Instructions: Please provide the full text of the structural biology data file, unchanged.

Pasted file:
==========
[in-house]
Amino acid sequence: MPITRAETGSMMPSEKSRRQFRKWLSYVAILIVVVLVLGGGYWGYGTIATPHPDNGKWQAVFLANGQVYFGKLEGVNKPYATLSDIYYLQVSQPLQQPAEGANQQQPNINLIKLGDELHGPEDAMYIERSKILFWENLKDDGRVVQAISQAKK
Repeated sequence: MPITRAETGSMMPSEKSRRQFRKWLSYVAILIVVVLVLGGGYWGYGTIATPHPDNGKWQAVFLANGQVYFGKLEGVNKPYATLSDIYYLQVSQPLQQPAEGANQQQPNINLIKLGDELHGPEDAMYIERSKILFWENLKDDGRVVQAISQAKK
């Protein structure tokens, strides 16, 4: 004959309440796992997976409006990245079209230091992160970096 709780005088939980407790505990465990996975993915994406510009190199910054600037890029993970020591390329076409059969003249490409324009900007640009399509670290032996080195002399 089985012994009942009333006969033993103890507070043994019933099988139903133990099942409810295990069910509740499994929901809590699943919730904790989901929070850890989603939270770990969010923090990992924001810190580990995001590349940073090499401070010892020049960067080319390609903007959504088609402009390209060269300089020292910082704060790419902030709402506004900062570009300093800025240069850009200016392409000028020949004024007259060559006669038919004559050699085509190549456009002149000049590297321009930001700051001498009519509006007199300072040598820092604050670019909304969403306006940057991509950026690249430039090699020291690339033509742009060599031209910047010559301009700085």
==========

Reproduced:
[in-house]
Amino acid sequence: MPITRAETGSMMPSEKSRRQFRKWLSYVAILIVVVLVLGGGYWGYGTIATPHPDNGKWQAVFLANGQVYFGKLEGVNKPYATLSDIYYLQVSQPLQQPAEGANQQQPNINLIKLGDELHGPEDAMYIERSKILFWENLKDDGRVVQAISQAKK
Repeated sequence: MPITRAETGSMMPSEKSRRQFRKWLSYVAILIVVVLVLGGGYWGYGTIATPHPDNGKWQAVFLANGQVYFGKLEGVNKPYATLSDIYYLQVSQPLQQPAEGANQQQPNINLIKLGDELHGPEDAMYIERSKILFWENLKDDGRVVQAISQAKK
């Protein structure tokens, strides 16, 4: 004959309440796992997976409006990245079209230091992160970096 709780005088939980407790505990465990996975993915994406510009190199910054600037890029993970020591390329076409059969003249490409324009900007640009399509670290032996080195002399 089985012994009942009333006969033993103890507070043994019933099988139903133990099942409810295990069910509740499994929901809590699943919730904790989901929070850890989603939270770990969010923090990992924001810190580990995001590349940073090499401070010892020049960067080319390609903007959504088609402009390209060269300089020292910082704060790419902030709402506004900062570009300093800025240069850009200016392409000028020949004024007259060559006669038919004559050699085509190549456009002149000049590297321009930001700051001498009519509006007199300072040598820092604050670019909304969403306006940057991509950026690249430039090699020291690339033509742009060599031209910047010559301009700085």